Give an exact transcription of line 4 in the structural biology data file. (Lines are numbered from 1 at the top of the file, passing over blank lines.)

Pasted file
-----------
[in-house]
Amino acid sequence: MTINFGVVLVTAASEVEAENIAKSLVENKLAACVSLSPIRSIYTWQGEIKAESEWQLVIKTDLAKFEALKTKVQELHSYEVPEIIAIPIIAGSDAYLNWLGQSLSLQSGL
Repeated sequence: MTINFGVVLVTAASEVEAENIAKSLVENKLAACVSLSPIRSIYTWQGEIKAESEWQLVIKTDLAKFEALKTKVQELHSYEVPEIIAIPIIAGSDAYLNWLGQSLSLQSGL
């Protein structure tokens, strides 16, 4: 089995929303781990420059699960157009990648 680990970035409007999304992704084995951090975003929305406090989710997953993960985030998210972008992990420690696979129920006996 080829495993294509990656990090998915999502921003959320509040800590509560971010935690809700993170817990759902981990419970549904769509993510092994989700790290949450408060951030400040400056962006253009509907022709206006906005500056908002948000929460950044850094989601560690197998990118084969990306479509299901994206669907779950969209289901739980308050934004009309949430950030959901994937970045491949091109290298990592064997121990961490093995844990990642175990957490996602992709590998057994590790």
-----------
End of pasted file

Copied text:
């Protein structure tokens, strides 16, 4: 089995929303781990420059699960157009990648 680990970035409007999304992704084995951090975003929305406090989710997953993960985030998210972008992990420690696979129920006996 080829495993294509990656990090998915999502921003959320509040800590509560971010935690809700993170817990759902981990419970549904769509993510092994989700790290949450408060951030400040400056962006253009509907022709206006906005500056908002948000929460950044850094989601560690197998990118084969990306479509299901994206669907779950969209289901739980308050934004009309949430950030959901994937970045491949091109290298990592064997121990961490093995844990990642175990957490996602992709590998057994590790």